In a time of thirst, can you drink it? In a time of hunger, can you eat it? Even if the money comes in the form of gold coins, which a lot of people think are “real money,” they are hard to drink, chew, and swallow. On the other hand, without symbols (such as coins or paper money) it is hard to convince the well driller to drill a well or the farmer to deliver the beans and eggs to your door.

  4. #5 by Black Flag® on July 25, 2011 - 20:07

    Modesty,

    Many, many people are very confused about what is money.

    Money is merely another economic good in a market place, like any other economical good and obeys every law of economics like every other economic good in the market place.

    It’s only other quality it is the most valued economic good in that market place.

    Whether it is a piece of colored paper, a gold coin or a pinch of salt does not make it money. People’s valuation of these things make these goods “money” (at one time or another).

    Money is real – you hold it in your hand, right?
    A diamond is real, and you can’t eat it or drink it either…..

    Money is not a matter of use or usefulness, it is a matter of value.

    If I gave you $1 million dollar bills, you would not turn up your nose!… because you value those pieces of paper very highly because other people also value those pieces of paper very highly too and are willing to trade other goods they have for those pieces of paper. In other words, you can trade money for other goods very easily.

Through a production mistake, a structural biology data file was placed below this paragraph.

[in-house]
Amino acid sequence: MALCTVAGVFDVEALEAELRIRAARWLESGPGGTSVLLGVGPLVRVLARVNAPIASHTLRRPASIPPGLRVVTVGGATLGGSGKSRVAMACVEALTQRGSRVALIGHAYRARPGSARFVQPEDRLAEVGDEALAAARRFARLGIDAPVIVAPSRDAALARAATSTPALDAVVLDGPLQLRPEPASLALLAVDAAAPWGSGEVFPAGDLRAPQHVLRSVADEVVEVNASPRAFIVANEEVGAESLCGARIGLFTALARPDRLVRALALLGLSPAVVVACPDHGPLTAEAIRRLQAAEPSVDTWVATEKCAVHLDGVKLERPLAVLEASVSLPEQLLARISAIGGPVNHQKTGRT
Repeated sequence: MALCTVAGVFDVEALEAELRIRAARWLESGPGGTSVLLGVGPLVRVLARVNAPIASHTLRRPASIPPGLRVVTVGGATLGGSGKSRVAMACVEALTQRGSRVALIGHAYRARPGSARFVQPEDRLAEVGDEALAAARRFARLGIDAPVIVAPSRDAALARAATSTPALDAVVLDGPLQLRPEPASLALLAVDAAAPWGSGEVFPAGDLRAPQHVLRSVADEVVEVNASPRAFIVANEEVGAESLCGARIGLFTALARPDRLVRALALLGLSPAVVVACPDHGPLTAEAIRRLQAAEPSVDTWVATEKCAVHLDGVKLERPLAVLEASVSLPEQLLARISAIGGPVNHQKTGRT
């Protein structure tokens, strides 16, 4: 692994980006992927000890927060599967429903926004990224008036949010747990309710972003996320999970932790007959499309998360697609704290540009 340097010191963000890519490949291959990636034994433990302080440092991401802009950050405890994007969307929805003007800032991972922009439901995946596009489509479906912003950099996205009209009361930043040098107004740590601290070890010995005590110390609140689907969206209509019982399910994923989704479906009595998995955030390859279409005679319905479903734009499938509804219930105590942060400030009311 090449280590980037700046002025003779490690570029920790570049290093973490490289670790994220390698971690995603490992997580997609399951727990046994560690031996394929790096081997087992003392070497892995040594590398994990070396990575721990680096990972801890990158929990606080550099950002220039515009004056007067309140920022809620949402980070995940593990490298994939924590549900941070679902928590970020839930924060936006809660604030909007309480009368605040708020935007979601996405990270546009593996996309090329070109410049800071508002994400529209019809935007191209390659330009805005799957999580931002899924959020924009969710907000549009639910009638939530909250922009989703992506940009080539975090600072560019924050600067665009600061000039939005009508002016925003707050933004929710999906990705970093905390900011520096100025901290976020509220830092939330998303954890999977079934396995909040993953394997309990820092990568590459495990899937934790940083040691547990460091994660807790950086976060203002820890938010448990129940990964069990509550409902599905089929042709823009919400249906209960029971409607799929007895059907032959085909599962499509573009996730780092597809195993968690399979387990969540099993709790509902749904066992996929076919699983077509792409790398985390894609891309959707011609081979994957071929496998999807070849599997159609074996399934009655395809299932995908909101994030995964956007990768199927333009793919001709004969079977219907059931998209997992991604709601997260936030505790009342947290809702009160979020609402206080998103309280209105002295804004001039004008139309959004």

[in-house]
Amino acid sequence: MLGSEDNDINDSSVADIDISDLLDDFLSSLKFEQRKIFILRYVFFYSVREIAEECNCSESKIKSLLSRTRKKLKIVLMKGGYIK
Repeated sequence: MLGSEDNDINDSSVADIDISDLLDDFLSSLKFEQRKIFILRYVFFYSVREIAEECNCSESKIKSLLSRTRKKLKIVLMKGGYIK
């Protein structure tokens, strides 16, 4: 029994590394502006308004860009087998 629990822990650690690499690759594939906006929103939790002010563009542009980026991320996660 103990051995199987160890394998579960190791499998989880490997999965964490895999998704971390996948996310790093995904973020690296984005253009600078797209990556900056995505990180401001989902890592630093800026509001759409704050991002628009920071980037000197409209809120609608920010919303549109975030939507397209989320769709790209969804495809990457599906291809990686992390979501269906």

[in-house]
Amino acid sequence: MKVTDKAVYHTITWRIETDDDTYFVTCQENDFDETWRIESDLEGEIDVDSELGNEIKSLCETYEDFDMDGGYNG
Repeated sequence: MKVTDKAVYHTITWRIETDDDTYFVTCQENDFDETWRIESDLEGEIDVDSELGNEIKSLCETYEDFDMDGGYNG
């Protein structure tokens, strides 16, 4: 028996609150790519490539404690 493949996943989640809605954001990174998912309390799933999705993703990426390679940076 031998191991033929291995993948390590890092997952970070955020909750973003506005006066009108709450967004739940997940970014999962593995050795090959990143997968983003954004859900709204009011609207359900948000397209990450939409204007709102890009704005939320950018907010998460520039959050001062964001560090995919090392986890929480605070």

Because it is the highest valued commodity, it trades easily because every one wants it.
    Everyone wants it because it is so easy to trade with it for other things they want.

    When you hold a proper understanding of what is money, you can easily understand economic effects of supply and demand on money.

    Like any other economic good, the more supply, the lower the price. Same with money – we call this “inflation”, but really it is merely another way to express supply/demand. If there is a huge supply of money, its price falls – but because everything is priced in terms of money, a fall in the price of money equates to a rise in prices of other goods.

    Deflation is the other way: money is in short supply and its price goes up. But as things are priced in terms of money, we will see the value of money go up, which means it takes less money to buy other goods – the price of goods goes down in terms of money.

    ..so on and so forth…

  5. #6 by Michael on July 26, 2011 - 03:38

    Is there some way that the President and the Speaker can provide each other with enough cover to carry an agreement with revenue and cuts that make a big dent in the debt?